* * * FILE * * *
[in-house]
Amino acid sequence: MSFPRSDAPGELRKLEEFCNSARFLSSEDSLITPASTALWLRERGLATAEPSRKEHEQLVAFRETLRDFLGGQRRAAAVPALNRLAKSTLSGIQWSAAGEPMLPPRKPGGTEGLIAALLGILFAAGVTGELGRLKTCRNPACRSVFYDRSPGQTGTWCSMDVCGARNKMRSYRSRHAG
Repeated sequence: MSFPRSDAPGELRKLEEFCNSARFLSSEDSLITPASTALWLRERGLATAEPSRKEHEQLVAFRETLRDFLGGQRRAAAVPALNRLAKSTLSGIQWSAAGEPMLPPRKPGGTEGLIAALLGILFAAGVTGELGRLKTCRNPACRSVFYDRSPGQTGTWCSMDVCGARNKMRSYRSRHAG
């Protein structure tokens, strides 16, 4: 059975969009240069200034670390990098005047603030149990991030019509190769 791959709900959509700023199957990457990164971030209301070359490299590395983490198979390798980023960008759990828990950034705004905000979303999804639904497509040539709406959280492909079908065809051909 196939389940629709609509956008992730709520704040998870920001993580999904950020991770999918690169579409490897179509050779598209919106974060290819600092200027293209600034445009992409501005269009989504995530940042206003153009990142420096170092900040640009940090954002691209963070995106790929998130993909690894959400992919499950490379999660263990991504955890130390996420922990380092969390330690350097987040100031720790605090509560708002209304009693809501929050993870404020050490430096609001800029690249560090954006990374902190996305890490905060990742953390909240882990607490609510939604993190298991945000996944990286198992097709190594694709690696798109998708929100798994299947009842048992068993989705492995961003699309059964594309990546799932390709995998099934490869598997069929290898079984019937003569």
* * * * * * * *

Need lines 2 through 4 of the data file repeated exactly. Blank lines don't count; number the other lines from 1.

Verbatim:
Amino acid sequence: MSFPRSDAPGELRKLEEFCNSARFLSSEDSLITPASTALWLRERGLATAEPSRKEHEQLVAFRETLRDFLGGQRRAAAVPALNRLAKSTLSGIQWSAAGEPMLPPRKPGGTEGLIAALLGILFAAGVTGELGRLKTCRNPACRSVFYDRSPGQTGTWCSMDVCGARNKMRSYRSRHAG
Repeated sequence: MSFPRSDAPGELRKLEEFCNSARFLSSEDSLITPASTALWLRERGLATAEPSRKEHEQLVAFRETLRDFLGGQRRAAAVPALNRLAKSTLSGIQWSAAGEPMLPPRKPGGTEGLIAALLGILFAAGVTGELGRLKTCRNPACRSVFYDRSPGQTGTWCSMDVCGARNKMRSYRSRHAG
């Protein structure tokens, strides 16, 4: 059975969009240069200034670390990098005047603030149990991030019509190769 791959709900959509700023199957990457990164971030209301070359490299590395983490198979390798980023960008759990828990950034705004905000979303999804639904497509040539709406959280492909079908065809051909 196939389940629709609509956008992730709520704040998870920001993580999904950020991770999918690169579409490897179509050779598209919106974060290819600092200027293209600034445009992409501005269009989504995530940042206003153009990142420096170092900040640009940090954002691209963070995106790929998130993909690894959400992919499950490379999660263990991504955890130390996420922990380092969390330690350097987040100031720790605090509560708002209304009693809501929050993870404020050490430096609001800029690249560090954006990374902190996305890490905060990742953390909240882990607490609510939604993190298991945000996944990286198992097709190594694709690696798109998708929100798994299947009842048992068993989705492995961003699309059964594309990546799932390709995998099934490869598997069929290898079984019937003569």